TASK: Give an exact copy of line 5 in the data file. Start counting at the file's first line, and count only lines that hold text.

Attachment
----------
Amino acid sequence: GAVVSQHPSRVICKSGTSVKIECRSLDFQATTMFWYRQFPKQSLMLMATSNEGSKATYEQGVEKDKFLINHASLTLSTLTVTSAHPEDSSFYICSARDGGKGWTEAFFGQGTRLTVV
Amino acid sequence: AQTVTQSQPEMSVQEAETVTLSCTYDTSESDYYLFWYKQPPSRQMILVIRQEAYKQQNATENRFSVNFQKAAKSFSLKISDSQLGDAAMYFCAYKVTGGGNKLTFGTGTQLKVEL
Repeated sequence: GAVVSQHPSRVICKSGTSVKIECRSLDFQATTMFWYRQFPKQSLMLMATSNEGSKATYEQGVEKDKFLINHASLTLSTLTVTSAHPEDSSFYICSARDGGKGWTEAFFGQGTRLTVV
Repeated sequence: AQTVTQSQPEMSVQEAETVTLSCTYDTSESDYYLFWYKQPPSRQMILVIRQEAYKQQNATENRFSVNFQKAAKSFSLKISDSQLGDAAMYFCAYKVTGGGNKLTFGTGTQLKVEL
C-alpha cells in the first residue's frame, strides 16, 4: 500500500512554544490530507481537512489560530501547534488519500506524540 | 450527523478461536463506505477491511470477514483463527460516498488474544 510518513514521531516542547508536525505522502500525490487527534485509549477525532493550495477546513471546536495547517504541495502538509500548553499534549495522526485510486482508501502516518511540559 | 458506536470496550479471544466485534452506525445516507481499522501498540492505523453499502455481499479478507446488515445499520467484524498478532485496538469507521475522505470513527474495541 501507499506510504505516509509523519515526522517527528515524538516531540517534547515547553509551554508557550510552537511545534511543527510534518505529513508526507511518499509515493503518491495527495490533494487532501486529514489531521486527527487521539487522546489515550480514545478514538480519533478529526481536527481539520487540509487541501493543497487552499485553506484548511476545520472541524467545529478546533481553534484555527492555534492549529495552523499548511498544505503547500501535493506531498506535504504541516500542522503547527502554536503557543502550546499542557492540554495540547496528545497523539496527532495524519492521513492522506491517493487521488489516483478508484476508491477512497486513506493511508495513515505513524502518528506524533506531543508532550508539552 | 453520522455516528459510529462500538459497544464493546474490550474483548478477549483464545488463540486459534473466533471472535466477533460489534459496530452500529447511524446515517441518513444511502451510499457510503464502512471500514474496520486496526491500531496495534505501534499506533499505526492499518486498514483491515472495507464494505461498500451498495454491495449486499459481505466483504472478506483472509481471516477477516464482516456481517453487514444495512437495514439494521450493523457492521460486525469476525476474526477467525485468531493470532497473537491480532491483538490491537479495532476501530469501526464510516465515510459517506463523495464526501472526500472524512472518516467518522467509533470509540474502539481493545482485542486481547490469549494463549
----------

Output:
C-alpha cells in the first residue's frame, strides 16, 4: 500500500512554544490530507481537512489560530501547534488519500506524540 | 450527523478461536463506505477491511470477514483463527460516498488474544 510518513514521531516542547508536525505522502500525490487527534485509549477525532493550495477546513471546536495547517504541495502538509500548553499534549495522526485510486482508501502516518511540559 | 458506536470496550479471544466485534452506525445516507481499522501498540492505523453499502455481499479478507446488515445499520467484524498478532485496538469507521475522505470513527474495541 501507499506510504505516509509523519515526522517527528515524538516531540517534547515547553509551554508557550510552537511545534511543527510534518505529513508526507511518499509515493503518491495527495490533494487532501486529514489531521486527527487521539487522546489515550480514545478514538480519533478529526481536527481539520487540509487541501493543497487552499485553506484548511476545520472541524467545529478546533481553534484555527492555534492549529495552523499548511498544505503547500501535493506531498506535504504541516500542522503547527502554536503557543502550546499542557492540554495540547496528545497523539496527532495524519492521513492522506491517493487521488489516483478508484476508491477512497486513506493511508495513515505513524502518528506524533506531543508532550508539552 | 453520522455516528459510529462500538459497544464493546474490550474483548478477549483464545488463540486459534473466533471472535466477533460489534459496530452500529447511524446515517441518513444511502451510499457510503464502512471500514474496520486496526491500531496495534505501534499506533499505526492499518486498514483491515472495507464494505461498500451498495454491495449486499459481505466483504472478506483472509481471516477477516464482516456481517453487514444495512437495514439494521450493523457492521460486525469476525476474526477467525485468531493470532497473537491480532491483538490491537479495532476501530469501526464510516465515510459517506463523495464526501472526500472524512472518516467518522467509533470509540474502539481493545482485542486481547490469549494463549